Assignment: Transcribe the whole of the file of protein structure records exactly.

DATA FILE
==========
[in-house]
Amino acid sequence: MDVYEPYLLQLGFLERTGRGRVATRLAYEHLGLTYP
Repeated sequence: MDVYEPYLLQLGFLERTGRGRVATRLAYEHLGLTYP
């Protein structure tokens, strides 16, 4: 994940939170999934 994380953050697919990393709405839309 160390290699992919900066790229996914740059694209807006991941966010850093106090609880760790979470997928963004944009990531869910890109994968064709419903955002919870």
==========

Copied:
[in-house]
Amino acid sequence: MDVYEPYLLQLGFLERTGRGRVATRLAYEHLGLTYP
Repeated sequence: MDVYEPYLLQLGFLERTGRGRVATRLAYEHLGLTYP
């Protein structure tokens, strides 16, 4: 994940939170999934 994380953050697919990393709405839309 160390290699992919900066790229996914740059694209807006991941966010850093106090609880760790979470997928963004944009990531869910890109994968064709419903955002919870």